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At Bail Hearing In Bitcoin Fraud Case, Prosecutors Say N.H. Libertarian Activist Poses Flight Risk

Photo of courthouse
Ken Gallager / Wikimedia Creative Commons

Federal prosecutors are asking a judge to deny bail to libertarian activist Ian Freeman of Keene after his arrest Tuesday, calling him a “sophisticated criminal” with hidden assets who should be considered a flight risk.

Freeman, a prominent libertarian organizer and minister from Keene, was arrested Tuesday, along with five other New Hampshire residents. He faces money laundering charges related to the operation of an unlawful virtual currency exchange.

Freeman has pleaded not guilty to the charges, which carry a minimum 10-year sentence.

His attorney, Mark Sisti, countered the government’s contention that Freeman is a cybercriminal by arguing that he has no prior arrests on cybercrimes. Though Freeman has prior misdemeanor offenses on his record, Sisti told federal magistrate judge Andrea Johnstone that he has no history of failing to appear in court, and should be released pending trial. 

Following Friday’s hour-long hearing, Johnstone did not immediately issue a ruling on Freeman’s request for bail. 

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He's accused of operating a cryptocurrency exchange that obscured its purposes to financial institutions by using religious organizations Freeman founded, including the Crypto Church of New Hampshire.

According to federal prosecutor Georgiana MacDonald, Freeman’s cryptocurrency exchange was frequently used by scam artists who believed they could use his service anonymously -- including so-called romance scammers, who use social media or online dating profiles for purposes of blackmail.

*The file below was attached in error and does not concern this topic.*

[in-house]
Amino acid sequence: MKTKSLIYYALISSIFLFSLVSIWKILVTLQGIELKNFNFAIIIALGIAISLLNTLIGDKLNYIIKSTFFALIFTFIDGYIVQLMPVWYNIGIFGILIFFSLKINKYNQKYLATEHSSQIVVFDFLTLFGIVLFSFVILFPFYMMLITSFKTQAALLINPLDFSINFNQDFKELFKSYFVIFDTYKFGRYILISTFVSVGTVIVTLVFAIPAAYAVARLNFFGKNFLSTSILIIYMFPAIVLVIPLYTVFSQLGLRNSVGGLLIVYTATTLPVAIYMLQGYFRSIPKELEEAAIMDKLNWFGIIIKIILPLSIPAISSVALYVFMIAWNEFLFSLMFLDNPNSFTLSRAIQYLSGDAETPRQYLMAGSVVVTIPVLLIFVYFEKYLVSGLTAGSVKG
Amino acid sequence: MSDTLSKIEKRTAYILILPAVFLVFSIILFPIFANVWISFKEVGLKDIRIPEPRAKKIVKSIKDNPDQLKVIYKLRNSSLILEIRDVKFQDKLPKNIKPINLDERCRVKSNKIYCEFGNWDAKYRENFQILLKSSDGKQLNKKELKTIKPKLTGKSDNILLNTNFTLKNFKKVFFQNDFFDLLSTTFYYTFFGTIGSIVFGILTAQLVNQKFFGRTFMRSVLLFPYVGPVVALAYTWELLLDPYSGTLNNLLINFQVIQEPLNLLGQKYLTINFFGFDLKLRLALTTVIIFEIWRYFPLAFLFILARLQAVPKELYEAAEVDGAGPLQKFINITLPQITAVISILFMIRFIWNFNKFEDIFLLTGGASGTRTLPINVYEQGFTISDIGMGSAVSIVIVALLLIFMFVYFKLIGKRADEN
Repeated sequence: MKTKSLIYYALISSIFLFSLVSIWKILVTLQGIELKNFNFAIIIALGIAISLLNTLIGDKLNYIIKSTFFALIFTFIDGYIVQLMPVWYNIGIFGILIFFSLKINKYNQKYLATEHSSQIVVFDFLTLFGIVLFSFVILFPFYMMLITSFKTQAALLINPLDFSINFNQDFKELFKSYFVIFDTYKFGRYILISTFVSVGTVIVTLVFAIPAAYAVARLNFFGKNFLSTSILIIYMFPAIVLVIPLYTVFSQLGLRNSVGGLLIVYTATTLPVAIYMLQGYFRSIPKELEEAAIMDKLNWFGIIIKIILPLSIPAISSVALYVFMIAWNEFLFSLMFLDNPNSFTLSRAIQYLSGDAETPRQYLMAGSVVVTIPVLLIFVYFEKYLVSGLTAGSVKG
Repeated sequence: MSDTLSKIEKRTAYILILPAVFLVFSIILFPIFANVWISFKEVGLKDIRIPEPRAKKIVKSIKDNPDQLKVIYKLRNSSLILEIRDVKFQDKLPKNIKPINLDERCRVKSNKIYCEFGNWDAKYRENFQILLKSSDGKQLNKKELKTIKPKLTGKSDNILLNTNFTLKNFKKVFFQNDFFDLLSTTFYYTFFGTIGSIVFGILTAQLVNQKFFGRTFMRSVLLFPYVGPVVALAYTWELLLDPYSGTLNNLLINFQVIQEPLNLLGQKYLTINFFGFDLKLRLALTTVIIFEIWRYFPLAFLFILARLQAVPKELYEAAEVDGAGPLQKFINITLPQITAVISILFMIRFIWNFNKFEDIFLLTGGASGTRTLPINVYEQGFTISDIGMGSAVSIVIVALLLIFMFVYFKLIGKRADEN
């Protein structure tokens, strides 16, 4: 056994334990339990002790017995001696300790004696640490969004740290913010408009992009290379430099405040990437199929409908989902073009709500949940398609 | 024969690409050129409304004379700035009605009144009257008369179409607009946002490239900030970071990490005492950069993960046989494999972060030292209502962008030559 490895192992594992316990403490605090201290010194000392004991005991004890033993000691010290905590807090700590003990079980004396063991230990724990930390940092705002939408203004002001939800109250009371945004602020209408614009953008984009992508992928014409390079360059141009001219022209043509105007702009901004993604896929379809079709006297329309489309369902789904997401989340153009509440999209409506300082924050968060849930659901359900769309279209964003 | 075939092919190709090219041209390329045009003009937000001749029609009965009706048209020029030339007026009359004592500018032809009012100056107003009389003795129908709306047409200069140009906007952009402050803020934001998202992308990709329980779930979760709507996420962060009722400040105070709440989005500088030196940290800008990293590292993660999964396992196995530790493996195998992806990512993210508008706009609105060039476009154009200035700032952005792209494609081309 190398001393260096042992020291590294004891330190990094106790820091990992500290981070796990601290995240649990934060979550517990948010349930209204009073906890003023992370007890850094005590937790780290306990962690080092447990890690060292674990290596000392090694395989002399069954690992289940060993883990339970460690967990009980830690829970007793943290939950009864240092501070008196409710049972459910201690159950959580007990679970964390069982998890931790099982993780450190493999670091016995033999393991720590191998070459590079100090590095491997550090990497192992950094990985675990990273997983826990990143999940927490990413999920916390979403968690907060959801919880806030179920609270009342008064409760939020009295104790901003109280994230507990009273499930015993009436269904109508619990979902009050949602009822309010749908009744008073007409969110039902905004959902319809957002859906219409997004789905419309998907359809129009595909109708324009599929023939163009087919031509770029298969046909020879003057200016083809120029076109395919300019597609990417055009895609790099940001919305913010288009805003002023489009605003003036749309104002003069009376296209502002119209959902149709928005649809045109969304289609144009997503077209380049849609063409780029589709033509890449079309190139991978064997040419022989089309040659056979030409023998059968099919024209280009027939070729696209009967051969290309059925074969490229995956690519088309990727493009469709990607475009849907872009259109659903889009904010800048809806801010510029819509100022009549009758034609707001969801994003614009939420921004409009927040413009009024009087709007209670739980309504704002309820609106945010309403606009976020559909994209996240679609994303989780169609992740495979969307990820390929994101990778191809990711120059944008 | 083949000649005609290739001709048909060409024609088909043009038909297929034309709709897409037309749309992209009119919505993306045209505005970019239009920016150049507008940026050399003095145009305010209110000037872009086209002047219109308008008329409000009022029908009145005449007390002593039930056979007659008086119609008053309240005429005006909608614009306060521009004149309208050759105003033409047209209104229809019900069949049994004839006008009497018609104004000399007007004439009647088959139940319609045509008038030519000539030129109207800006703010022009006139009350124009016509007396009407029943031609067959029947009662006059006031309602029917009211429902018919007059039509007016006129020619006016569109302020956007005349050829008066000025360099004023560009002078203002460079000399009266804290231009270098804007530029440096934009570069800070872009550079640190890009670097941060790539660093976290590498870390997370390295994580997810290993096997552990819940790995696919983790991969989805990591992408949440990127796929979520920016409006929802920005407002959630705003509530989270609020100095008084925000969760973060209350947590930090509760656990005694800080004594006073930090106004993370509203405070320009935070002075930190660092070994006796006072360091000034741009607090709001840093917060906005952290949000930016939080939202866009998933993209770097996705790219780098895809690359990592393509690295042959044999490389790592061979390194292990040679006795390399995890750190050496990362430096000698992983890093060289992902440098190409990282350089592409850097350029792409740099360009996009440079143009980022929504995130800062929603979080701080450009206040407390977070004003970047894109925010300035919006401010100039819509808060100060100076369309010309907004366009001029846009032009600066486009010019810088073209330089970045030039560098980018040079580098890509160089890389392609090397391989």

Freeman allegedly charged a higher commission than other Bitcoin exchanges, which the government describes as a signal that he “knew fraudsters used his service" and would pay a premium for anonymity. 

A raid of Freeman’s house earlier this week uncovered $178,000 in cash in a safe, 26 firearms, and “thousands of rounds” of ammunition. 

Sisti countered that the weapons found in the home were owned by a roommate. He argued that Freeman, whose past runs for political office have included a failed bid for governor, has no known criminal associations, as the government alleges he does. 

“He’s a perfect example of a person who should be let go on personal recognizance bail,” argued Sisti.

Prosecutors highlighted Freeman’s vast virtual assets, including at least $1.6 million worth of Bitcoin, as proof that he's a flight risk. 

Along with Freeman, a Keene resident who legally changed his name to Nobody is also facing charges for operating the cryptocurrency exchange. Also arrested this week as a co-conspirator was Aria DiMezzo, who unsuccessfully ran for Cheshire County Sheriff last year as a Republican on an anti-police platform.

Todd started as a news correspondent with NHPR in 2009. He spent nearly a decade in the non-profit world, working with international development agencies and anti-poverty groups. He holds a master’s degree in public administration from Columbia University.

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